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Calibration of automatic performance measures - speed and volume data: volume 2, evaluation of the accuracy of approach volume counts and speeds collected by microwave sensors.
  • Published Date:
    2016-05-01
  • Language:
    English
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Calibration of automatic performance measures - speed and volume data: volume 2, evaluation of the accuracy of approach volume counts and speeds collected by microwave sensors.
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  • Abstract:
    This study evaluated the accuracy of approach volumes and free flow approach speeds collected by the Wavetronix

    SmartSensor Advance sensor for the Signal Performance Metrics system of the Utah Department of Transportation (UDOT),

    using the field data collected by JAMAR counter boards for free flow approach volumes and a TruCam LiDAR gun for approach

    speeds. The Advance sensor is primarily designed for dilemma zone reduction. It does not have the capability to differentiate

    vehicles between lanes, but the Advance sensor currently used has a detection range of up to 600 ft. and has the capability to

    track vehicles approaching the intersection. UDOT wanted to use this capability to get added values from their investment in the

    Advance sensors. The approach volume accuracy was analyzed with three factors: sensor position, number of approach lanes, and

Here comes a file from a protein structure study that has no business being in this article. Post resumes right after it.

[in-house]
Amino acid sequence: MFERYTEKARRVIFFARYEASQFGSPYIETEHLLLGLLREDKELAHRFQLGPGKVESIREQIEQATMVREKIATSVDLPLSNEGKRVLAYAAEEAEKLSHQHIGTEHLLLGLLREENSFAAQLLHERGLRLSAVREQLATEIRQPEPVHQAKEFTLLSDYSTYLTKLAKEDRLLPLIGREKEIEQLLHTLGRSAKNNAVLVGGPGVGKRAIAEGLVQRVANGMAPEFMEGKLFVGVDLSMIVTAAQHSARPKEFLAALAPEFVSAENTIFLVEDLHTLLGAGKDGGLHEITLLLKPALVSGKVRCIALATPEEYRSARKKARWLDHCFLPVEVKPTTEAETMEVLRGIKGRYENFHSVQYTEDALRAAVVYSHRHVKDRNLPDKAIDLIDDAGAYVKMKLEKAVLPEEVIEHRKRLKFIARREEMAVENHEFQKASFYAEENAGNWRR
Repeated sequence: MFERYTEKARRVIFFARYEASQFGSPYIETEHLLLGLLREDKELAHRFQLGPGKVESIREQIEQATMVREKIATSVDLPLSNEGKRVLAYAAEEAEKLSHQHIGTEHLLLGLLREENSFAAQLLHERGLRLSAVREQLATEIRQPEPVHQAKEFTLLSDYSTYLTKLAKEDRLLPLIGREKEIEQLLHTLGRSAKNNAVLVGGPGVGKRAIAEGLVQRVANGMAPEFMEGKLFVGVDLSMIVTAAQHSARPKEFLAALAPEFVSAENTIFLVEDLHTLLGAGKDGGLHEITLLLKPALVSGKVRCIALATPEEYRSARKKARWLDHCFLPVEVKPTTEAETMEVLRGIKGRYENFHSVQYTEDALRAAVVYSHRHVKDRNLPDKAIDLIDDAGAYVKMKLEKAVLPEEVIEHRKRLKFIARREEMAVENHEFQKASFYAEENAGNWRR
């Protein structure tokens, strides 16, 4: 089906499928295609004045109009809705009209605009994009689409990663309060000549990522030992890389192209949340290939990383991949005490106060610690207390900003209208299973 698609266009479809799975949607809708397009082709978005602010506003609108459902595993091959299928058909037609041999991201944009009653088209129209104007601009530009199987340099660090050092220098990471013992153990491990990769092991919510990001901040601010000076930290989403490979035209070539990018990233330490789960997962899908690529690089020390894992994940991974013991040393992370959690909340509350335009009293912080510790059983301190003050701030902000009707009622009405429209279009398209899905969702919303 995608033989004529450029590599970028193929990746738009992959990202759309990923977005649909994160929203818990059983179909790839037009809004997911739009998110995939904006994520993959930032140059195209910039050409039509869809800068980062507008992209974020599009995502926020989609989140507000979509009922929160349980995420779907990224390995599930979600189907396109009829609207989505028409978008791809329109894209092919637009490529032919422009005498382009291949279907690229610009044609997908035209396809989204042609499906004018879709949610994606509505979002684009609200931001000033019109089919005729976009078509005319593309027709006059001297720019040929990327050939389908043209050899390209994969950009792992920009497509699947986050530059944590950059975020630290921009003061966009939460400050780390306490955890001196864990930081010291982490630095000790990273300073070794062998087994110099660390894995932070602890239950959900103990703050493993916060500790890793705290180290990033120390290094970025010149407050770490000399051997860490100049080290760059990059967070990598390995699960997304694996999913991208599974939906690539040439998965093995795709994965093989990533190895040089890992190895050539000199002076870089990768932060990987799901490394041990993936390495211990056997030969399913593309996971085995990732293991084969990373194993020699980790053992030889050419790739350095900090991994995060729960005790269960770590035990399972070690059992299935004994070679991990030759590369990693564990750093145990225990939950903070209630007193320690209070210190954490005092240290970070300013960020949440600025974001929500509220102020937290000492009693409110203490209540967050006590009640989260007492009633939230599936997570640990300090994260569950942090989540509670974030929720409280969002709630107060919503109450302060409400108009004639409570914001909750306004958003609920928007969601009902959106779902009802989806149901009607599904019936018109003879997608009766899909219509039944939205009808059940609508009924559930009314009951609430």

approach volume level. The results showed that the high accuracy is achieved when the number of approach lanes is low, or

    closer to one-lane, and the approach volume level is low. The overall range of accuracy for the approach volume counts was

    found to range from approximately 77.8% (22.2% undercount) to 105.7% (5.7% overcount). The accuracy of approach speeds

    was analyzed with two factors: the number of lanes and offset position of the lanes relative to the location of the speed gun. The

    offset position was first tested and found not to affect the accuracy of approach speeds. In general, the difference in means was

    approximately ±2 mph and was not considered practically significant. The 85th percentile speed for sites with more than 50

    samples were then evaluated. For these sites, the average difference in 85th percentile speed was -0.43 mph, the biggest negative

    difference being -1.6 mph, and the biggest positive difference being 1.5 mph. A Bootstrapping analysis was then performed to

    predict the expected distribution of speed differences in 85th percentile speeds. This analysis also showed the 85th percentile

    speeds by the LiDAR gun and the Advance sensor were not significantly different for practical traffic engineering applications.

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